Maniac – Angry hobbit aggressively pursues hair.

Maniac is a dirty feeling film.  It’s the 2012 remake of the 1980 film of the same name, which was widely regarded as a particularly nasty piece of cinema in it’s own right.  So, is the remake any good?

Well, for starters the choice of Elijah Wood for the role of Frank, the titular maniac, has mixed results. On one hand, Wood posses exactly the sort of creepy air required to make a convincing serial killer.  Of course, on the other hand he can also look like a total wet lettuce at times, which is what made him such a convincing hobbit.  The end result of this combination is that most of the time you are relatively ‘in the film’ – engaged with his increasingly fucked up world-view and accompanying journey down the spiral of rampant psychosis, whereas at other times you just find yourself thinking  ‘Man, Frodo is being pretty fucked up right here’ or ‘Why doesn’t he just use his invisibility cloak if he wants to kill this chick so badly?’ and ‘Gandalf’s gonna be pissed when he hears about this.’

But back to the beginning.  The set up of this film is great.  The first scene plays out with Frank behind the wheel of a car stalking a potential victim.  Straight in, no credits.  We are in a POV shot.  We are Frank.  We can hear him breathing. We are instantly made complicit as he chooses and follows his target as she stumbles from a club.  We hear him talking to her, while she does not.  She notices the car following her and starts to hurry.  She stumbles, afraid. She knows something is wrong, gets up and starts to run.  Just as we become as convinced as she is that she’s about to be murdered, Frank pulls off the chase and drives down a different street, quietly explaining to her that  ‘Its OK.  I know where you live, Judy.  I’ll see you later.’  The camera pans, and we see his eyes in the rear-view mirror.  They are clearly psychotic.  We know at this point that Frank is very badly damaged, and that we are in for a ride.  Boom.  3 minutes of perfect tone setting, and a killer (hur hur) first scene.  The rest of the film, however, doesn’t quite match the pacing or direction of the set up.

We don’t have to wait long before Frank gets to kill and scalp his victim for the first time.  Yep.  Frank loves hair.  Like, a lot.  Really.  You have no idea just how much he wants hair.  This is because Frank is a refurbisher of mannequins (thank you auto-correct), having taken over the family business following the death of his sometime prostitute mother.  Frank fantasizes visions of his mother through the course of the film – either instructing and berating him, or sometimes in the form of flashbacks of watching her fuck strangers from the darkness of the doorway of his room as a child.  These visions provide motivation for Frank to go and get hair to complete his mannequins, so that he can turn them into real girls to be with him forever, and silence the visions.

This quest takes Frank into the worlds of internet dating, and art.  Neither goes particularly well, but the art world forms the main plot.  The film reminded me of American Psycho’s premise that truly self-absorbed people would never notice a murderer in their midst because they are all, essentially, psychopaths in their own right.  So when a young photographer called Anna one day wakes Frank at home while she is snapping pictures of the mannequins in the front of his shop, we can tell that her breathless enthusiasm about his art will likely get her into some trouble further down the line.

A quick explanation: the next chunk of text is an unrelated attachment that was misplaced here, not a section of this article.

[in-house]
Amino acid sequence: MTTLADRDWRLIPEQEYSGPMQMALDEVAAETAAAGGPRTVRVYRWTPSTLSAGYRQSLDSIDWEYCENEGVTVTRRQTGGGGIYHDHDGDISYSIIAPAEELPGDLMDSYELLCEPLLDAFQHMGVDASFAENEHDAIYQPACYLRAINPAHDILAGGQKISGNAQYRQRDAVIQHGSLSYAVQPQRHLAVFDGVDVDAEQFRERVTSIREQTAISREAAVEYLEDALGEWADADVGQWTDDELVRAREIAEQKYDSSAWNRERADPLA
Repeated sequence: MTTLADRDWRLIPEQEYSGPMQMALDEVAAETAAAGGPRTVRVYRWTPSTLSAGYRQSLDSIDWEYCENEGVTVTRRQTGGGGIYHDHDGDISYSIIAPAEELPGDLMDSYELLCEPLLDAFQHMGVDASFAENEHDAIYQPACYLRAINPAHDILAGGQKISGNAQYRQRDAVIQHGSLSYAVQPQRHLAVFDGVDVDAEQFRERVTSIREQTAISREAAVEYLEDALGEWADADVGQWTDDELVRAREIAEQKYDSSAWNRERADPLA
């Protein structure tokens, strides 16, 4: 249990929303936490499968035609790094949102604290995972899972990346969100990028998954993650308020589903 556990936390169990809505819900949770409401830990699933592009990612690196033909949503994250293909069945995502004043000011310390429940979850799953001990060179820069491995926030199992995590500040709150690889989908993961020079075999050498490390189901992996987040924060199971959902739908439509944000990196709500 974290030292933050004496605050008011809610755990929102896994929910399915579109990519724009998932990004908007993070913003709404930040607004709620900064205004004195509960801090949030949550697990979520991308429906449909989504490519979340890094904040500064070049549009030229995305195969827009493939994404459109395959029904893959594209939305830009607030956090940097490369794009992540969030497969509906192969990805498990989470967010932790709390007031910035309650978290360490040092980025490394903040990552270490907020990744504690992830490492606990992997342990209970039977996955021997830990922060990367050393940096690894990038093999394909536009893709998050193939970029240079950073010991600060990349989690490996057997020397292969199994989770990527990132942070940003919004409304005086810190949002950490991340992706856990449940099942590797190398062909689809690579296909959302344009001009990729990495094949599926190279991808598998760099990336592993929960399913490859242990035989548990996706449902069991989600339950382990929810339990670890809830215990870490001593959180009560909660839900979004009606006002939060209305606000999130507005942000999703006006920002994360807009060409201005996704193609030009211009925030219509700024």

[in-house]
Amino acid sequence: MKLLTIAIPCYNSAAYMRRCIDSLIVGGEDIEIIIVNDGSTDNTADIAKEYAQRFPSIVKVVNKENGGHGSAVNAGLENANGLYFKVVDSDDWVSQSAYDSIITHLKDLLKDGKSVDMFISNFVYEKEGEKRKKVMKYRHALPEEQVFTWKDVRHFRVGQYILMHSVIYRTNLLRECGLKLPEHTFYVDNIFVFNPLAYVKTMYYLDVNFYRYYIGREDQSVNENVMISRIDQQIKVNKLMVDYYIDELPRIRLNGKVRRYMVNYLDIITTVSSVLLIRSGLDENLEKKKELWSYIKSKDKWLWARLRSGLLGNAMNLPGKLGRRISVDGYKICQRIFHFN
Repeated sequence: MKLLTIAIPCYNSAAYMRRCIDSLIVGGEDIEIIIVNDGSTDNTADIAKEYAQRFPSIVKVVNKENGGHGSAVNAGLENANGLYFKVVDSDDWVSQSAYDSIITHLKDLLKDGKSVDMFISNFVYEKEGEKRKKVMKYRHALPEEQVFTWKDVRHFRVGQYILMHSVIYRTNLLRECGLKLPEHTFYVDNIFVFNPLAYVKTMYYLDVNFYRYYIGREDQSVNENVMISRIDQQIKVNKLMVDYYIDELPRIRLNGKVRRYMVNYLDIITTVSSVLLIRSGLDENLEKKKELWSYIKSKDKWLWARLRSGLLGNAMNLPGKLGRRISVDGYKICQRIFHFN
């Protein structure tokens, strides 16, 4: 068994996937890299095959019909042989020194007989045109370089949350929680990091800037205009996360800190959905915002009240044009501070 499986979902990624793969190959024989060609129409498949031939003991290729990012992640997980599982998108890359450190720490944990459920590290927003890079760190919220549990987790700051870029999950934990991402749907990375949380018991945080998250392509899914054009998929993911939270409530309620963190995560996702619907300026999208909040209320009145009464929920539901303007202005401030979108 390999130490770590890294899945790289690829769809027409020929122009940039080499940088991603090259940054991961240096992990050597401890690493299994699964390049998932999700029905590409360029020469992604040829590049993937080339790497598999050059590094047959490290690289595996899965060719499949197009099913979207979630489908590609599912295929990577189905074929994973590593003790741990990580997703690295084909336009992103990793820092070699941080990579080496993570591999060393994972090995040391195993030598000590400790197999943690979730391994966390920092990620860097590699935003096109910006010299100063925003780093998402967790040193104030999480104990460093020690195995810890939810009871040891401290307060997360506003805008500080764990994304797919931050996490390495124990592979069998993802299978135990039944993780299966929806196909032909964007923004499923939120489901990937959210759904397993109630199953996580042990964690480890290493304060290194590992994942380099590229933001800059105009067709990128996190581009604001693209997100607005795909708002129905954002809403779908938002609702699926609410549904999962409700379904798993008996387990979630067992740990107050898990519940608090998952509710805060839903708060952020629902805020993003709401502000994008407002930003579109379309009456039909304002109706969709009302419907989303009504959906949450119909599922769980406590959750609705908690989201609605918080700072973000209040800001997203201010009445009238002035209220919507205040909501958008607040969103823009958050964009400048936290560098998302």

Frank and Anna start to work together.  Frank produces mannequins for her art installations in her gallery, while she waxes lyrical about the authenticity of his dolls.  It is clear to us that Frank is repressing his more murderous inclinations in order to become close to the woman he thinks could understand him, as if she could be his salvation.  But repressing his urges damages him further, sending him spiralling into the abyss of insanity.

At this point the film becomes disjointed, clearly with the intent of echoing Frank’s broken understanding of the world and difficulty in determining the difference between reality and fantasy. Unfortunately, the end result of this is that it separates you from the involvement offered by the POV film style.  That is to say that Frank becomes so fucked up, it is impossible to empathise with the situation.  We could have been forced to engage with some fairly deep questions about ourselves and the culpability of the spectator through a serial killer film shot entirely in POV, but instead we have to constantly detach ourselves because oops, there’s another fucking PCP nightmare happening, filled with dolls with human hair and flies and his dead mother yelling at him. 

This was my main complaint with the film.  It failed to capitalise on its strengths, which were the stalking scenes and the brutal efficiency of the kills and scalpings, while focusing its weaknesses in the prolonged and over frequent hallucination scenes. Also the final act is almost farcical at times.  I genuinely laughed out loud at one point in the scene where Anna is hiding in the room, which is not, i suspect, what they were going for.

To sum up.  This could have been a great film that forced the viewer to question the role they were playing in consuming a film of this nature, but instead we get a driller killer style pseudo art-house exploitation flick about a fucking angry hobbit with bloody knuckles, and a few too many breaks in the POV to make it believable for any amount of time.

The first 6 minutes though? They’re pretty badass.

Maniac: 3 unpleasant wig collections out of 5